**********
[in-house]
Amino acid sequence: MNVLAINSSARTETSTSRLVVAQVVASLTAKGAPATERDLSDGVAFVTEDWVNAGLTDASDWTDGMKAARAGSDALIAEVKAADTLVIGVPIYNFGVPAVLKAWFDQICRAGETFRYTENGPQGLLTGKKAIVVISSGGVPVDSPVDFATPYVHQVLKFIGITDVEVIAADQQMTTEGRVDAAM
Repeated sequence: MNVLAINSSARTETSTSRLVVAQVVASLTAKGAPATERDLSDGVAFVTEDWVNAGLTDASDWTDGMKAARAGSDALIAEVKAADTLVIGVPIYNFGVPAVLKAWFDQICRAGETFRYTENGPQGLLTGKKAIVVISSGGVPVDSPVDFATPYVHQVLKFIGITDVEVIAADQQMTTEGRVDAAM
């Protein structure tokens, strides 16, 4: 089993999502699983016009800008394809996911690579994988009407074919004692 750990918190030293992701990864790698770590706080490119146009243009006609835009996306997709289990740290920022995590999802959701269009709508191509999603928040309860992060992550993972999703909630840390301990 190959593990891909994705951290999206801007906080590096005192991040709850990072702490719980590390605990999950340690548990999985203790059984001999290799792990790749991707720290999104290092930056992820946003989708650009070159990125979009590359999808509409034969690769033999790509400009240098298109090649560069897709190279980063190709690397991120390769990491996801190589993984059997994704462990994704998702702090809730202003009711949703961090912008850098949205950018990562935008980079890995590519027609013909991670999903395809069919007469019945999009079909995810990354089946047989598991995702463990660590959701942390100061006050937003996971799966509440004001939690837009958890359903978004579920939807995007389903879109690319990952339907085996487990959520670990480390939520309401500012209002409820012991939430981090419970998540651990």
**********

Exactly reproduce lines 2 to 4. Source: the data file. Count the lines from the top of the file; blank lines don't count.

Amino acid sequence: MNVLAINSSARTETSTSRLVVAQVVASLTAKGAPATERDLSDGVAFVTEDWVNAGLTDASDWTDGMKAARAGSDALIAEVKAADTLVIGVPIYNFGVPAVLKAWFDQICRAGETFRYTENGPQGLLTGKKAIVVISSGGVPVDSPVDFATPYVHQVLKFIGITDVEVIAADQQMTTEGRVDAAM
Repeated sequence: MNVLAINSSARTETSTSRLVVAQVVASLTAKGAPATERDLSDGVAFVTEDWVNAGLTDASDWTDGMKAARAGSDALIAEVKAADTLVIGVPIYNFGVPAVLKAWFDQICRAGETFRYTENGPQGLLTGKKAIVVISSGGVPVDSPVDFATPYVHQVLKFIGITDVEVIAADQQMTTEGRVDAAM
């Protein structure tokens, strides 16, 4: 089993999502699983016009800008394809996911690579994988009407074919004692 750990918190030293992701990864790698770590706080490119146009243009006609835009996306997709289990740290920022995590999802959701269009709508191509999603928040309860992060992550993972999703909630840390301990 190959593990891909994705951290999206801007906080590096005192991040709850990072702490719980590390605990999950340690548990999985203790059984001999290799792990790749991707720290999104290092930056992820946003989708650009070159990125979009590359999808509409034969690769033999790509400009240098298109090649560069897709190279980063190709690397991120390769990491996801190589993984059997994704462990994704998702702090809730202003009711949703961090912008850098949205950018990562935008980079890995590519027609013909991670999903395809069919007469019945999009079909995810990354089946047989598991995702463990660590959701942390100061006050937003996971799966509440004001939690837009958890359903978004579920939807995007389903879109690319990952339907085996487990959520670990480390939520309401500012209002409820012991939430981090419970998540651990």